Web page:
They are athletes, for sure, but also good sports
Sometimes, it is the smallest gesture that can have the greatest impact.
No, I’m not trying to justify how
little much we pay our reporters here, nor is it an early effort to explain my cheap heart-felt buying habits for loved ones during the Christmas season. There are just a few moments in time that stick out to me in their subtlety or genuineness, and those pure instances leave a lasting impression in a time when loud, zany and ridiculous often take center stage.
Let’s take the dual softball world championships being played in Roxana, for instance. The Pyle Center is hosting both the Senior League and Big League Softball World Series right now, and girls from Seaford, Milford, the Philippines, Poland, Montana and other points from around the globe are competing against each other to earn the title of “World Champion.”
And, make no mistake about it, these girls are competing hard. The intensity is ramped up to a feverish pitch, coaches are barking instructions from every angle and parents, loved ones and fans are wearing team colors and bellowing out words of encouragement from the stands.
I had the pleasure of covering the Senior League games being played on Connie Mack field the first three days of the tournament for our annual edition of Homeplate, and it’s hard not to get caught up in the emotions when watching games. Sitting in the stands with people who are connected to the players on the field is part-time jubilation as they celebrate what is happening before them, and part-time despair as you can see mothers’ hearts breaking when their daughters strike out with the bases loaded or make fielding errors with two outs that cost their team a valuable run.
It’s an emotional roller coaster, and I’m often quite thankful that I am there to eat copious amounts of hot dogs and put squiggles in a notebook, rather than watch someone I brought into this world struggle internally while the world watches — and often cheers.
And they do. Though these are some of the best athletes in the world at their sport, they are human beings under the visors and masks. You can see the jubilation on their faces when something good happens, and you can sometimes see them fighting through disappointment in something they did that could negatively impact the team. As a fan of sports, I can’t even explain how much I enjoy watching these athletes play softball. As a fan of human beings, I wouldn’t even want to explain the hurt I sometimes feel vicariously for individuals who feel they let down their teammates or loved ones.
Now, I know I haven’t gotten back to where I was going at the start of this column when I mentioned how important minor gestures can be, but I felt like I first had to explain the passion and fiery competiveness these young ladies show in trying to win a championship for their parents, their hometowns, their nations and themselves.
Because, for all the effort they put into each and every pitch, and for every sacrifice they have made in their personal lives or leisure time to get to this point, the thing that has jumped out to me about these athletes over the last 11 years of covering this amazing event is the level of sportsmanship and grace exhibited by these athletes time and time again.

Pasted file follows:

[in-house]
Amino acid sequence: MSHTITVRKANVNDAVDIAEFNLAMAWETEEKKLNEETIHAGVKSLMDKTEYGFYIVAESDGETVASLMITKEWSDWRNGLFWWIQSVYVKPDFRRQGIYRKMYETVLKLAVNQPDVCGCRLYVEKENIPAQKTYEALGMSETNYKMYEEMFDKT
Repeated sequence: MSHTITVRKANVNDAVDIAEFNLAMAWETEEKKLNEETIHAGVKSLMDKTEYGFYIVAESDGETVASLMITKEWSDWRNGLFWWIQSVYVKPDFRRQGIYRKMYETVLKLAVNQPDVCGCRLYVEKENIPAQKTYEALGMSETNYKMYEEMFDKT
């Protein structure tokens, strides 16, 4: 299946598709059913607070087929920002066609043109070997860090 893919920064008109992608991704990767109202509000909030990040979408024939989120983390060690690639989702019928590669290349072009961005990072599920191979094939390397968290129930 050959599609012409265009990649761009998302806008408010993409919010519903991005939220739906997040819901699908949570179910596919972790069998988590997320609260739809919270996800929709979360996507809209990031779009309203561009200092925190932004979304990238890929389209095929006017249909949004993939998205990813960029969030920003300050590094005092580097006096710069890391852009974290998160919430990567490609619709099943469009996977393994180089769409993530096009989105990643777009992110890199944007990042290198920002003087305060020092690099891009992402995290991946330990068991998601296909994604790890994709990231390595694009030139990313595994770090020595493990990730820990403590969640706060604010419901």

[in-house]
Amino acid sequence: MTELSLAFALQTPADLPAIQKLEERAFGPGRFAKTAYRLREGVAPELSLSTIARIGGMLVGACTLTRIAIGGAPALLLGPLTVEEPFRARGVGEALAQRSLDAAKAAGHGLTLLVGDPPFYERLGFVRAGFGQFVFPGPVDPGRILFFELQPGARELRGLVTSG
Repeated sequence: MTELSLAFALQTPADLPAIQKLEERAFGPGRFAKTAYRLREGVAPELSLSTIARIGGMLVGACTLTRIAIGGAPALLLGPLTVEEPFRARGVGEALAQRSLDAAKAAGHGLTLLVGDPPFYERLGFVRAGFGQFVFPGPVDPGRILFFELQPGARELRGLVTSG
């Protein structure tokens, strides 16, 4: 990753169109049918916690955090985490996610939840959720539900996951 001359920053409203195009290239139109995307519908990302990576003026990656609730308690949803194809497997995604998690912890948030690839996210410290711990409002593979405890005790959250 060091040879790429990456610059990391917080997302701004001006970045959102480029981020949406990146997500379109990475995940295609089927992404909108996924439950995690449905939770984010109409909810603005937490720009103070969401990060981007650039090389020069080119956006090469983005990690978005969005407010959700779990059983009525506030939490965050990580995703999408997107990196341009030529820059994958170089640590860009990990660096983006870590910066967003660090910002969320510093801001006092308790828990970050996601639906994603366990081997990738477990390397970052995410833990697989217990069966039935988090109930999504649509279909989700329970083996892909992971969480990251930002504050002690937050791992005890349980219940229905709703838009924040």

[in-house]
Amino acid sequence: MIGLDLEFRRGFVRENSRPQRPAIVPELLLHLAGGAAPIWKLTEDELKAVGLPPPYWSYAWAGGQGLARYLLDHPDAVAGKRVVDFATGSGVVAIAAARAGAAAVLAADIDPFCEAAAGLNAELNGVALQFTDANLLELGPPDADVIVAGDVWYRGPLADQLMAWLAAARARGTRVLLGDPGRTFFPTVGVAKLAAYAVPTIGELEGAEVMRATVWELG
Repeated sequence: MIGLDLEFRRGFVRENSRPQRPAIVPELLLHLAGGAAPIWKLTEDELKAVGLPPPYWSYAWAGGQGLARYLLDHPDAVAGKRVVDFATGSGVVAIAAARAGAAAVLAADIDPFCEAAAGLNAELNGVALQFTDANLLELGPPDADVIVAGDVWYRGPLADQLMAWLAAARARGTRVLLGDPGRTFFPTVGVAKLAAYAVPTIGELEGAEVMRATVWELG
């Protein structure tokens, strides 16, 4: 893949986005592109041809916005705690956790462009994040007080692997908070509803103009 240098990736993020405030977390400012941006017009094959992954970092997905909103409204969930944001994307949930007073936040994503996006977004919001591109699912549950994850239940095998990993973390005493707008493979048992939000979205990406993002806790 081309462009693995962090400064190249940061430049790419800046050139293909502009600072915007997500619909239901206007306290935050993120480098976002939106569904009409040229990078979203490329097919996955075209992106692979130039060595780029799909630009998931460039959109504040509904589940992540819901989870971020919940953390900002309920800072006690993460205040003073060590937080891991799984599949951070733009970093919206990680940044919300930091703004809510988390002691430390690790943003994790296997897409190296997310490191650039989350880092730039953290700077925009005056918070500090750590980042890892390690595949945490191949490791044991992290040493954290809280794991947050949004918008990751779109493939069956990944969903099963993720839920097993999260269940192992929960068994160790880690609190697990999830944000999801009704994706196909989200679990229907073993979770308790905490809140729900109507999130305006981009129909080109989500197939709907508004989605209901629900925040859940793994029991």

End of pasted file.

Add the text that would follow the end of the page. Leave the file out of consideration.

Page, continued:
Let me give you a few examples from just one game I covered earlier this week.
Without getting into specifics, a shortstop on one team caught a wicked hop off a hard-hit groundball right in the mouth. You could hear a collective gasp from the people in the stands rooting for both teams, and she immediately grabbed her mouth in pain. The umpires called time out after the play ended and her teammates and coaches ran out on to the field to check on her welfare.
She ended up being able to continue to play, and she was smiling and laughing about it with her teammates as play got ready to resume. When the inning ended and the players ran back into the dugout, you could see her teammates gravitate to her to make sure she was alright, as one would expect. What one wouldn’t expect, however, was the player from the other team who hit the groundball coming into the opposing team’s dugout to check on her.
That player did nothing wrong to cause the injury, but she was a world-class athlete, just like the player who was injured, and there’s a respect between them that shouldn’t be ignored. They will claw and fight and scratch for every run on the field, but they remain respectful. Our politicians could learn a thing or two from that small gesture.
Later in the same game, the catcher on the other team was hit in the facemask by a foul ball, and immediately dropped to the ground. As someone who played catcher competitively for years, I can tell you that those fouls off the mask usually sound much more painful than they really are. But sometimes they catch you just right and ring your bell. This one seemingly did that.
After being checked on by trainers and coaches, she strapped on her mask again and crouched down for the next pitch. The batter, who again did nothing wrong, reached down and tapped the catcher on her shoulder, just to wish her good health.
That was a simple gesture. And one I appreciated from afar.